AnonymousDeleted UserSeptember 30, 2020 at 10:16 pm
In his essay, “The Way of Ignorance,” Wendell Berry describes “ignorant arrogance” as the prideful human mind that projects limitless confidence, instead of recognizing its limits and even its own responsibility for humanity’s problems. In contrast to such arrogant ignorance, the way of wisdom, according to Wendell Berry, is modeled by the human mind that recognizes its inherent limits. “To counter the ignorant use of knowledge and power we have,” Berry writes, “I am afraid, only a proper humility…” (63). Wisdom humbly recognizes its own ignorance, and, in so doing, reveals the futility of those who fail to do so.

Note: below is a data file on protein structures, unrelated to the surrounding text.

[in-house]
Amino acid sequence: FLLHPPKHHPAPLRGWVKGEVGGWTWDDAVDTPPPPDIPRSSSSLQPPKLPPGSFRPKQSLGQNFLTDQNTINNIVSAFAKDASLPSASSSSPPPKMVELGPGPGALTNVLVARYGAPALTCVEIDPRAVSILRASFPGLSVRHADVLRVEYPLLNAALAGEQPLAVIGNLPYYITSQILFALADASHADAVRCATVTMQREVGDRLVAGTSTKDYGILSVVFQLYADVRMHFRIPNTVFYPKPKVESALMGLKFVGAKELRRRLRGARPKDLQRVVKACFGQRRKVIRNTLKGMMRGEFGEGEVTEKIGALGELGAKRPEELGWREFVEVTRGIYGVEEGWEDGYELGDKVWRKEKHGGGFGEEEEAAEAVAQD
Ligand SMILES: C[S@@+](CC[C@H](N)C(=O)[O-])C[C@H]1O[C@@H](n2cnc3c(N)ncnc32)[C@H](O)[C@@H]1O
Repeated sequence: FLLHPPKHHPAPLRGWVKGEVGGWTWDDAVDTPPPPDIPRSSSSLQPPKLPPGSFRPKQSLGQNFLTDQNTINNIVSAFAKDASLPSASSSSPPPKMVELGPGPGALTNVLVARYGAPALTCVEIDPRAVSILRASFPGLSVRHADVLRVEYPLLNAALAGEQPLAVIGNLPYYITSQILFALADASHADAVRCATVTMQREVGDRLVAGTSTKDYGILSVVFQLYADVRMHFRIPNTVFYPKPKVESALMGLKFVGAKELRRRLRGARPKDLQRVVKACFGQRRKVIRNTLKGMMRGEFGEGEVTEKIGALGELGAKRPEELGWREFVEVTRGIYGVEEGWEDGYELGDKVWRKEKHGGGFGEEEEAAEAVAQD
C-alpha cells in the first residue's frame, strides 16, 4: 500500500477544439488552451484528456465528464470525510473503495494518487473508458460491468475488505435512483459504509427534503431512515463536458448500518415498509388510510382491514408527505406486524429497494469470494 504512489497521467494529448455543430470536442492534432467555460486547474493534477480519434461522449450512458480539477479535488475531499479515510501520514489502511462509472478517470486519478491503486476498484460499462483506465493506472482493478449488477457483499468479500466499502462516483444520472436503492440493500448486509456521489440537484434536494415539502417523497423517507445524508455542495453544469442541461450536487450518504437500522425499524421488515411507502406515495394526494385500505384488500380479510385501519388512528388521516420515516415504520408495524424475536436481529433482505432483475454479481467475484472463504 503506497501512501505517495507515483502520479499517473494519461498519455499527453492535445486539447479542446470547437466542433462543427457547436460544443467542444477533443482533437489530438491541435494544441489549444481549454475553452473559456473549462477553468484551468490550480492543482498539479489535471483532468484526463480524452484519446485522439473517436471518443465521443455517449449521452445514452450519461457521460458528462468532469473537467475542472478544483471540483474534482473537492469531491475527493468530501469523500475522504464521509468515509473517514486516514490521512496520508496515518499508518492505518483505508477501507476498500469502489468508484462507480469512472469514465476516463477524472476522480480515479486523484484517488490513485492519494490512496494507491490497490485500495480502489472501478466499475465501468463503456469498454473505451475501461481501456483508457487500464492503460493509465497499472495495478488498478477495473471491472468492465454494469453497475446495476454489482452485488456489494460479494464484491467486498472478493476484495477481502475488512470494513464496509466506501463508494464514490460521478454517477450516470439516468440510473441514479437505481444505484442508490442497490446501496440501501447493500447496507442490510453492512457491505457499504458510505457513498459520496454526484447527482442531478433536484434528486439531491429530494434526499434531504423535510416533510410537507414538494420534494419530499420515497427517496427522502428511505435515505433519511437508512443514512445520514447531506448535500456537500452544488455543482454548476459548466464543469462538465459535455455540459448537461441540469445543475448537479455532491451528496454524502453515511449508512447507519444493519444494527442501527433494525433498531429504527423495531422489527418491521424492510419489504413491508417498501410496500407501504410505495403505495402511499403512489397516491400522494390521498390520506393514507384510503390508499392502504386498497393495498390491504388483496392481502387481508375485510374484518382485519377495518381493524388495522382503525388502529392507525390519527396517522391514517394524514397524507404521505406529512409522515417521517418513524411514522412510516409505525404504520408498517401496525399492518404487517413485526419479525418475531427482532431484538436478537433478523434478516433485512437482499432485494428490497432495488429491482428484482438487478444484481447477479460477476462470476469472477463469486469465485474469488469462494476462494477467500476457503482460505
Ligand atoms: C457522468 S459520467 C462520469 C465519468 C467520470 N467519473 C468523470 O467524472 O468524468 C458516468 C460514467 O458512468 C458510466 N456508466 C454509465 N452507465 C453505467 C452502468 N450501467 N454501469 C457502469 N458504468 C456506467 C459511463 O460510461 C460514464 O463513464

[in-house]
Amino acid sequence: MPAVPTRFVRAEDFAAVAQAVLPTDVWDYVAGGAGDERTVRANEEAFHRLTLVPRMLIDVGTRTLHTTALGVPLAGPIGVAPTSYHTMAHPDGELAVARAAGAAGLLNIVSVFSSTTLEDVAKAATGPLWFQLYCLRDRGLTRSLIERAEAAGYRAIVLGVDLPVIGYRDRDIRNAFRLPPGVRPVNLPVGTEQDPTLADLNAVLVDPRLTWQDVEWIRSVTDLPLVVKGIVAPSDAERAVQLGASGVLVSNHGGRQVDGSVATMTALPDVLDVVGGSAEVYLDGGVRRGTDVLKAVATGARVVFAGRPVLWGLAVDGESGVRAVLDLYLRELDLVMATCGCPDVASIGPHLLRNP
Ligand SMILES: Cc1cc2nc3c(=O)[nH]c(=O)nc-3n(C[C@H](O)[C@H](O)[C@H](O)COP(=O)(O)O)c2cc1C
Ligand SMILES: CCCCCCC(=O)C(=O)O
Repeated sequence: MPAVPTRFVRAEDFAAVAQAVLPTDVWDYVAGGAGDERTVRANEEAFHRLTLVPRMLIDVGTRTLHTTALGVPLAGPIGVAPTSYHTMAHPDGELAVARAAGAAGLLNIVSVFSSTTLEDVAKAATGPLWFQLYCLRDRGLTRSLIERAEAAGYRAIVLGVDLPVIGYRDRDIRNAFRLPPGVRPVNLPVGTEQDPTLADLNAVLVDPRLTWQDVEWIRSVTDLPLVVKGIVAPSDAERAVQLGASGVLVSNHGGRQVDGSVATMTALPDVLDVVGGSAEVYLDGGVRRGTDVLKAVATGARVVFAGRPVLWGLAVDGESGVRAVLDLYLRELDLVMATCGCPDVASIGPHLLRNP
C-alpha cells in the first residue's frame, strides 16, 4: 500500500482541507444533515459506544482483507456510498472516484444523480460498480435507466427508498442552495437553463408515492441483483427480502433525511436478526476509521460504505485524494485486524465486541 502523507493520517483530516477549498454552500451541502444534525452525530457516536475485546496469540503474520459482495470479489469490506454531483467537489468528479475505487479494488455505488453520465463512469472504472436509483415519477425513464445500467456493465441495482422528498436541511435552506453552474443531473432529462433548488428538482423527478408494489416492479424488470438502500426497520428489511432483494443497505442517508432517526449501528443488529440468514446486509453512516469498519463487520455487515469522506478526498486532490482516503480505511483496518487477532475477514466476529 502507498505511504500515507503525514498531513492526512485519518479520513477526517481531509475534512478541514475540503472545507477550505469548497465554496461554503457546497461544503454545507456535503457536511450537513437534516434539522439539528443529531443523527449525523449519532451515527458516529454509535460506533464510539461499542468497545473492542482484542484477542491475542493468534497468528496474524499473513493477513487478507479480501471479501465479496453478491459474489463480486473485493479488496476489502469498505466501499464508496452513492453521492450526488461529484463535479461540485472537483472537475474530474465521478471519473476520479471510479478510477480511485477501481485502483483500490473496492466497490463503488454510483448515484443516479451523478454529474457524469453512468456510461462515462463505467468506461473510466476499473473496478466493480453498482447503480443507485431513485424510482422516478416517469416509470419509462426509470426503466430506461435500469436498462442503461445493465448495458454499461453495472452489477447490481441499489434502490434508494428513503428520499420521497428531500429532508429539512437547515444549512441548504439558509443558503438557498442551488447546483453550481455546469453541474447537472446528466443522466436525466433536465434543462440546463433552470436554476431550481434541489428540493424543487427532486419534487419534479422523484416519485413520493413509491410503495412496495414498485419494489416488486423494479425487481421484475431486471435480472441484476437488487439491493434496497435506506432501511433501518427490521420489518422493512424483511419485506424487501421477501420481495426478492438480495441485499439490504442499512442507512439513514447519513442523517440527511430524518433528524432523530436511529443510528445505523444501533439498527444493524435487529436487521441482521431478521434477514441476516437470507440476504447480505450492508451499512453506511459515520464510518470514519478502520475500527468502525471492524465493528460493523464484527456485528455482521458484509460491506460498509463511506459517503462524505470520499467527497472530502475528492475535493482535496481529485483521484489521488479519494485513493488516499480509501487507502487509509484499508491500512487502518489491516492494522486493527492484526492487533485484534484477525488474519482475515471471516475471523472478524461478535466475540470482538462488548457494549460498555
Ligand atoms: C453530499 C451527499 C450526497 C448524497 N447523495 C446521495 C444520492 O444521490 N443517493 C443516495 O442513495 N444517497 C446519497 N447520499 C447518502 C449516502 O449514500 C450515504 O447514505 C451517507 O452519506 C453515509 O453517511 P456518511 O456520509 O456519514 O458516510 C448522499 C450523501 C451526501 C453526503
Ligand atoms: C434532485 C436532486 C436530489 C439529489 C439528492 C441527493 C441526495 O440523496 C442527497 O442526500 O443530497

Thomas Pynchon’s introduction to his work, Slow Learner, embodies the counter-intuitive understanding of wisdom that Berry suggests. Pynchon is willing to walk the reader through examples of the “embarrassing” immaturity of his earlier writing, taking pains to point out where he used a phrase he didn’t actually know in an attempt to appear more intelligent, for example, while simultaneously revealing his own ignorance (to the savvy reader). Worse still are the examples of racist and sexist ideology, reflective of his time and place, sure, but harmful nonetheless (11). Pynchot’s willingness to reveal his own ignorance reveals a certain maturity, and even humility—the way of wisdom that Berry encourages in the face of so much “ignorant arrogance.”